Who's Online

We have 8 guests online

Follow Us

twitterfacebookyoutube

FAA TFR Info

FAA Logo

For the latest info on Temporary Flight Restrictions in you area visit the FAA TFR Site here.

Become a Member

By paying your membership online you agree to abide by AMA rules and Atlanta RC Club Rules.

You must have a Full AMA Membership to fly at our field.
If you do not have one, or need to renew please visit the AMA site here.

AMA Logo

After July 1st you should contact us first for instructions on how to pay for a prorated membership if you are new to the club.

Membership Type- Support our Club
My AMA number is:

For information on choosing a membership type or Donations please click here. 

DONATE:


New to RC?

tower

Planes, Helicopters, Cars and More.

Visit Tower Hobbies EasyRC site for beginners information.

Next Club Meeting Date

Club meetings are held the First Sunday of each month at 2:00pm at the field unless otherwise noted here. Our next scheduled meeting will be held March 3, 2019 at the field. Among the usual business we will update the progress and news around the Blackhall Studios / Dekalb county land swap. Join us to learn about these exciting new developments. 

NOTE: ATLANTA RC FIELD TO BE USED FOR FILM PRODUCTION FEB 25 to MAR 14 LIMITING ACCESS TO MEMBERS


We realize that this is imposing a hardship on all of the active members, and for that, we apologize.  We felt it in the best interest of the club as this should give us enough funds to repair the cracks in the runway surface.  We are certain that the two weeks will go by quickly, and when over it should be perfect flying weather.  Consider spending this time to build some new planes, or get your proficiency up in the simulator.

In summary, please do not attempt to use the field from the 25th onward.  Note that the gate code will be changed during this period and the studio and the club officers will be the only ones with the code.  Once the use of the field is complete, I will send out another email.


NOTE: MEMBERS: DUES ARE DUE.  If you have already paid, please let the new treasurer know: Contact [email protected]

If you have not yet paid 2019 dues, please click the paypal link on the left, provide your current AMA membership number and membership level. 


LiPo Fire PDF Print E-mail
Written by Alex Mitchell   
Monday, 27 April 2009 12:27

This article is intended as a reality check for safety with LiPo batteries as well as high speed moving parts. 

On Saturday the 25th we had a pretty good turn out for Heli Flyers at the field on the southeast heli area. Everything was going nicely for weather and the lack of crashes that day... That is until Rob began to spool up his Trex 600 electric heli. Rob went out to the flight line and started to spool up. He then went into Idle up mode which I assume is around a 2000 RPM head speed on a Trex 600. Approximately 2 seconds into idle up 1 the heli disintegrated.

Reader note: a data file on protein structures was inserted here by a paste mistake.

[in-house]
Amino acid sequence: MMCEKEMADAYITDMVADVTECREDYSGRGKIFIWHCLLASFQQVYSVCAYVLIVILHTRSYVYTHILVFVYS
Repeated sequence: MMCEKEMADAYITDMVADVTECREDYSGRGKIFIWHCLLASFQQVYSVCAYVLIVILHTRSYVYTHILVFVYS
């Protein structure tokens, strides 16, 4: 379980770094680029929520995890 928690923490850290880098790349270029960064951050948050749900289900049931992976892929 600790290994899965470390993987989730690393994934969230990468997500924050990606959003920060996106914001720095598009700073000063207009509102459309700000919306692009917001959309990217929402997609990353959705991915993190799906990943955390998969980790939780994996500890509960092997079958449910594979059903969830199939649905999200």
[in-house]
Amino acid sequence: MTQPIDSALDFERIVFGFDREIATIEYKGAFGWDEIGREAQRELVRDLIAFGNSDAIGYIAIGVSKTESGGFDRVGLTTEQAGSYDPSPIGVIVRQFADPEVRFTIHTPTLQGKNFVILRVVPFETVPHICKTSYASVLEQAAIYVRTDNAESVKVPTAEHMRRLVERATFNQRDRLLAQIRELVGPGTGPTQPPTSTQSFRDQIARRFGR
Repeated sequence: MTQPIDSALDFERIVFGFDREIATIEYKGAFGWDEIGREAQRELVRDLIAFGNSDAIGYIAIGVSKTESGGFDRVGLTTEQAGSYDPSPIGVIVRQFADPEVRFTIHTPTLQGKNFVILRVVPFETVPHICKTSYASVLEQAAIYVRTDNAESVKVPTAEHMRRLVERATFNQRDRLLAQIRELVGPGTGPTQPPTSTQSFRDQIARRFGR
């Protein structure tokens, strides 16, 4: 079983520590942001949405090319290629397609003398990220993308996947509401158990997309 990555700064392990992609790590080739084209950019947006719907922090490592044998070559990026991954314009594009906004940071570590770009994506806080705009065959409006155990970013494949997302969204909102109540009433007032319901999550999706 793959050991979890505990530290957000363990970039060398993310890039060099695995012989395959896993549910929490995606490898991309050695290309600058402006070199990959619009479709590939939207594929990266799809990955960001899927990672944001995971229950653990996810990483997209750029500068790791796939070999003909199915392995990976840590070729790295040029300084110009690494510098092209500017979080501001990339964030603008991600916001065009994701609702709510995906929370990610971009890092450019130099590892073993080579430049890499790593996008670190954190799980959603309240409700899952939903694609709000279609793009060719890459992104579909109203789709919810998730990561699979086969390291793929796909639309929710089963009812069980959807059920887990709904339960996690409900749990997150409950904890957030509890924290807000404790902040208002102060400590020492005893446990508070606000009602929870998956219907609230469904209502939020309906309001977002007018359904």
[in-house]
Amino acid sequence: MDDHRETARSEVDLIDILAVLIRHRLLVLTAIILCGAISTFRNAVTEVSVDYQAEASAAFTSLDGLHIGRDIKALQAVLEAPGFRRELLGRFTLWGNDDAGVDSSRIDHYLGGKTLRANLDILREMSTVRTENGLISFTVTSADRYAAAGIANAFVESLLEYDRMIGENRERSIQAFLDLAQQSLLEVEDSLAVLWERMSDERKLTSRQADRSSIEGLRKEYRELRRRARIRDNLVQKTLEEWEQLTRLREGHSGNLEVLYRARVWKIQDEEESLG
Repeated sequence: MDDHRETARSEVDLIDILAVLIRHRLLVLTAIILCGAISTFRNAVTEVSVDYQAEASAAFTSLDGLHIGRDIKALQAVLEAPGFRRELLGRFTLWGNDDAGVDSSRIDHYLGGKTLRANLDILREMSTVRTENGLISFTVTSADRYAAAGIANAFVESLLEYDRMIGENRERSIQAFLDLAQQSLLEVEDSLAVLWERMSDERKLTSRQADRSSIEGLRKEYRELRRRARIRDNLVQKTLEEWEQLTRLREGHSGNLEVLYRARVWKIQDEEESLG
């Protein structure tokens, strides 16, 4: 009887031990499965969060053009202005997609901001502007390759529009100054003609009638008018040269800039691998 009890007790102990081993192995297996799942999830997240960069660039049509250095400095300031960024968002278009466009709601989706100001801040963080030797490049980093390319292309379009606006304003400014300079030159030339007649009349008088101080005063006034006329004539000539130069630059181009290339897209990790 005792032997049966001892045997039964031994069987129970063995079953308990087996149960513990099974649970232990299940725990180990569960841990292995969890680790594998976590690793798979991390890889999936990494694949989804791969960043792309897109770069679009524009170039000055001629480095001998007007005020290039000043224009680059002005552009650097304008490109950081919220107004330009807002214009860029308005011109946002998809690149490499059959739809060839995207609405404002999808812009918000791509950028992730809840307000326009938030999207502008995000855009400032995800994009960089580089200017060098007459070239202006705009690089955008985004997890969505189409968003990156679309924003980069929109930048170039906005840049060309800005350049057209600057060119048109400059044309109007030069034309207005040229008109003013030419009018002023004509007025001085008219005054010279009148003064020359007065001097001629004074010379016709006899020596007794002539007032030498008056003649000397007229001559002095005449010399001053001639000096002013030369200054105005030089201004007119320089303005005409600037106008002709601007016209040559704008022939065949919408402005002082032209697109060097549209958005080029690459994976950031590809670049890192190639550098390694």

Trex 600 WreckThe picture to the left is the mangled wreckage of Rob's Trex. It literally came apart like a bomb went off inside the canopy. After looking for 45 minutes or so we were able to identify that this was from a blade grip failure. The blade was found over 75 feet away in perfect tact with the bolt and nut still in the blade root. We made rough calculations that the blade was moving somewhere over 250mph and ejected with roughly 300lbs of force. Luckily it went away from Rob at the flight station and away from everyone sitting at the tables. We are thankful that Rob and everyone on site was OK.

LiPo Fire

I approached the battery long before we found the blade that had ejected. I picked it up and saw what appeared to be a pinhole in the battery. Upon closer inspection I noticed it had just started to smoke. I dropped the battery like a hot potato and yelled "We've got a smoker!". I was very aware that LiPo batteries can explode very violently. We all managed to back off. The smoke accelerated and the pack started to hiss, then spew fire like a torch. It burned for at least 15 minutes as it went from cell to cell igniting each individually. We found that the fire extinguishers were nearly empty so we waited for it to burn down a bit since the ground was wet from earlier rains in the week preceding. After it burned out I put dirt over it to suffocate the oxygen then eventually poured water over it. The water actually boiled and evaporated from the dirt after the pack was extinguished for about 15 minutes. 

After the FireThis is What the pack looked like before I threw dirt on it. It was roughly 4 times its original size. The moral of this story is to beware of LiPos. Although our Helis and Planes look like toys, they can be quite dangerous and should not be treated as toys. Remember to store your batteries in a fire proof container as well as charging them in a fireproof container. Inspect your aircraft regularly for fatigued or worn parts and replace them.

I have embedded a video below showing several LiPo explosions as well as a fireproof charging bag with LiPos eploding in the bag. Watch it if you have never seen a LiPo explode. It will give you a new respect for the power a LiPo can unleash.

Be smart and be safe,

-Alex